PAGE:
The major contributor of NOx is the fuel NOx, which results from the reaction of fuel nitrogen species with oxygen. The fuel NOx formation is not very highly temperature dependent, but is a strong function of the fuel-air stoichiometry and residence time. A number of techniques to control fuel NOx have been developed to date, that involve modification of the combustion process. Some of the important ones involve low-excess-air firing and air staging.
A third form of NOx, known as prompt NOx, has also been recognized by researchers. Prompt NOx results from the combination of molecular nitrogen with hydrocarbon radicals in the reaction zone of fuel-rich flames. Formation of both the fuel NOx and prompt NOx involves intermediates such as CN, NH, and other complex species.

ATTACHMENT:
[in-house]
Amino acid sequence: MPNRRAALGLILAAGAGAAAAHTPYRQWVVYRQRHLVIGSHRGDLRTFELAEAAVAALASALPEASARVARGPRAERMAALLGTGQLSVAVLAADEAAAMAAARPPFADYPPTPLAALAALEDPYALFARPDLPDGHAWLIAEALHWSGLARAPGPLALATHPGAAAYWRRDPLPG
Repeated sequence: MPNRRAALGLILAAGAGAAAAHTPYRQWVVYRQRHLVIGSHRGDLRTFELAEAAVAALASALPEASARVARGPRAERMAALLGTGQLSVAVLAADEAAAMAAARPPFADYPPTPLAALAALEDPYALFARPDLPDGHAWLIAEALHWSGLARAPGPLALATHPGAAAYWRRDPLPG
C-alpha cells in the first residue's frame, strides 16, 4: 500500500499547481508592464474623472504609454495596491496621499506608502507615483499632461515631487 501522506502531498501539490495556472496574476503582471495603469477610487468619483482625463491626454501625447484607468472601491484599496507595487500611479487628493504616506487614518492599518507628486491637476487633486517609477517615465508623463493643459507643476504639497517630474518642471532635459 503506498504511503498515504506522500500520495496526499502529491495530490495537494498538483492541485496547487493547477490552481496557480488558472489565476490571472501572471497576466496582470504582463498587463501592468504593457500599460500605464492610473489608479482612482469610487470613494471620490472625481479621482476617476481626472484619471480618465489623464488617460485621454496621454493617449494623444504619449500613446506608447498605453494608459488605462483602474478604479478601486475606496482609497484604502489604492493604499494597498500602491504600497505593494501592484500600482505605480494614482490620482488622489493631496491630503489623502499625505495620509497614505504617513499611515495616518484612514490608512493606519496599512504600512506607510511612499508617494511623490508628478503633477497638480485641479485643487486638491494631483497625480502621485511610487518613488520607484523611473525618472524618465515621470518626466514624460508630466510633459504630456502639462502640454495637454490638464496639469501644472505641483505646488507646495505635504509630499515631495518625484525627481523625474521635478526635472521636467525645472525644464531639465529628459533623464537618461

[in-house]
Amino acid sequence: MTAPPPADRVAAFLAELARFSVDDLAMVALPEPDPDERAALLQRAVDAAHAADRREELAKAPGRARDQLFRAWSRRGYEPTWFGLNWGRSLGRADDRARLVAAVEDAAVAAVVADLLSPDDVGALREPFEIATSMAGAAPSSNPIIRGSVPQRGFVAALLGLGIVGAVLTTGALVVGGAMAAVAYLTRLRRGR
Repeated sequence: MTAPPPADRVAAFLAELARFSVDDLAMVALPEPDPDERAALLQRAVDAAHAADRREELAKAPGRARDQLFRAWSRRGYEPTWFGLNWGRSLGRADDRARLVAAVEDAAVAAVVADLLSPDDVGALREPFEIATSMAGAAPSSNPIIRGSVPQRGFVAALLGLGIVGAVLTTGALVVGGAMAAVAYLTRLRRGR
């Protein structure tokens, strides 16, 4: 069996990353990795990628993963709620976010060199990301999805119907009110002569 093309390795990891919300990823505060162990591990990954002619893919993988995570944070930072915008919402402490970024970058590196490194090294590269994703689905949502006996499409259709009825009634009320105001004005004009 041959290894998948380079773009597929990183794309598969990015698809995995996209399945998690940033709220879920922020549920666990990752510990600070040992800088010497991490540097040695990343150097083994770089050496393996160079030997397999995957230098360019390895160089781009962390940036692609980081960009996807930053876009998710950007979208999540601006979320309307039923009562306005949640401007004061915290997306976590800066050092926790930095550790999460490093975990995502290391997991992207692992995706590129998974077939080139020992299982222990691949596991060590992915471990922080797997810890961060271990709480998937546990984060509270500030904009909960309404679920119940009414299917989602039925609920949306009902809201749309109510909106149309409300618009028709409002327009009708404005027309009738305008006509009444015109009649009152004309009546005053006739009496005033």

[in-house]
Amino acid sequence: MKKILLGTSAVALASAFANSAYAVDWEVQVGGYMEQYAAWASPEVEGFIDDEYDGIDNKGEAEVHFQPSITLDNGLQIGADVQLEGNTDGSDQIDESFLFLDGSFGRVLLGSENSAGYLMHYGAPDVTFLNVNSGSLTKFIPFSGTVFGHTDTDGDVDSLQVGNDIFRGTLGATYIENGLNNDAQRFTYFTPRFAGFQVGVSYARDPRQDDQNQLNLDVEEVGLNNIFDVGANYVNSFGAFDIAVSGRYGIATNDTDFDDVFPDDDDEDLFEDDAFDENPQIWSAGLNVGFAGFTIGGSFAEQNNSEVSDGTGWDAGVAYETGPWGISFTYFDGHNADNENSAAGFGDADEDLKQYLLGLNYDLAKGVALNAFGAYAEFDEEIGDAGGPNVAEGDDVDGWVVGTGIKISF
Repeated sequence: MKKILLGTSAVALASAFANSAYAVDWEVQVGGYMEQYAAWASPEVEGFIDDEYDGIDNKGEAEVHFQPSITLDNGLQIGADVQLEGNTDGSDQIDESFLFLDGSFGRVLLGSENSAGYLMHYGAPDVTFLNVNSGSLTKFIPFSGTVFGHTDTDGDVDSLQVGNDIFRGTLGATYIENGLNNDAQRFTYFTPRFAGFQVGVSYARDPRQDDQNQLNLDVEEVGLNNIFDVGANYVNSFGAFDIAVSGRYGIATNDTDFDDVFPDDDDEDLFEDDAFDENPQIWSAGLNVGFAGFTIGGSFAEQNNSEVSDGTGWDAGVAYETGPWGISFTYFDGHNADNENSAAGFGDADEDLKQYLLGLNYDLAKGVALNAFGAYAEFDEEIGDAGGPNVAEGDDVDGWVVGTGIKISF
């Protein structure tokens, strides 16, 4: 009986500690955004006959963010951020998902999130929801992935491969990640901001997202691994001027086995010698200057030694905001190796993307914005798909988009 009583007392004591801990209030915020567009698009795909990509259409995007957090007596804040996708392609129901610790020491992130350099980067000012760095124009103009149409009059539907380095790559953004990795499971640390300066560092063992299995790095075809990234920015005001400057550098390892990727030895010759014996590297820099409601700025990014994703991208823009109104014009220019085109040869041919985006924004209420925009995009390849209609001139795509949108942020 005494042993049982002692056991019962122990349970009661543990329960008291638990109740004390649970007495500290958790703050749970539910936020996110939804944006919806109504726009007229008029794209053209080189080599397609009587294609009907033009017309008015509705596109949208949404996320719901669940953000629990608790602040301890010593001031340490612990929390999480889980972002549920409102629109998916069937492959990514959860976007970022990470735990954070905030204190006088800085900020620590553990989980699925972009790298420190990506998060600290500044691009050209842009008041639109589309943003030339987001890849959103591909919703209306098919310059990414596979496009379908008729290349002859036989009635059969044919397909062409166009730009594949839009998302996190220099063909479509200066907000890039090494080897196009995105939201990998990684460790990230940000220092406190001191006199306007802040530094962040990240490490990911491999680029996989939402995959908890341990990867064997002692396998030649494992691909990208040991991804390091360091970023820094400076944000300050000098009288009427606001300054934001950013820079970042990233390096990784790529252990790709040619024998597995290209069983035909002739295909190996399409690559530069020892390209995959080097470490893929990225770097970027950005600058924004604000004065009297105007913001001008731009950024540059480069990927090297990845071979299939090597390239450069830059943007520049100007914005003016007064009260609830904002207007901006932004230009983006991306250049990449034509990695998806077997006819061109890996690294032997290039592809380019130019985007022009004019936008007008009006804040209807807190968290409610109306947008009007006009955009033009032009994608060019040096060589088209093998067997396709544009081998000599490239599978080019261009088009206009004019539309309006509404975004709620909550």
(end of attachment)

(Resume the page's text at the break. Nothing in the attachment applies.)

In pulverized coal firing, fuel nitrogen is evolved during both the devolatization and char burn-out stages. The degree of fuel nitrogen evolution during devolatization is a function of temperature and heating rate of coal particles. Further, the degree of conversion of evolved fuel nitrogen into NOx is highly dependent on the stoichiometry and residence time. Under fuel-rich conditions and with sufficient residence time available, the conversion of fuel nitrogen to harmless molecular nitrogen, rather than to NOx, can be maximized.
In present-day tangentially fired systems, although the coal jet injected into the furnace of fuel-rich, the residence time available for conversion of volatile nitrogen to molecular nitrogen is extremely short before the jet contacts the oxygen-rich body of the tangential vortex. Further, the auxiliary air jets adjacent to the fuel-rich coal jet may interact with the nitrogen intermediates to yield NOx at the interface.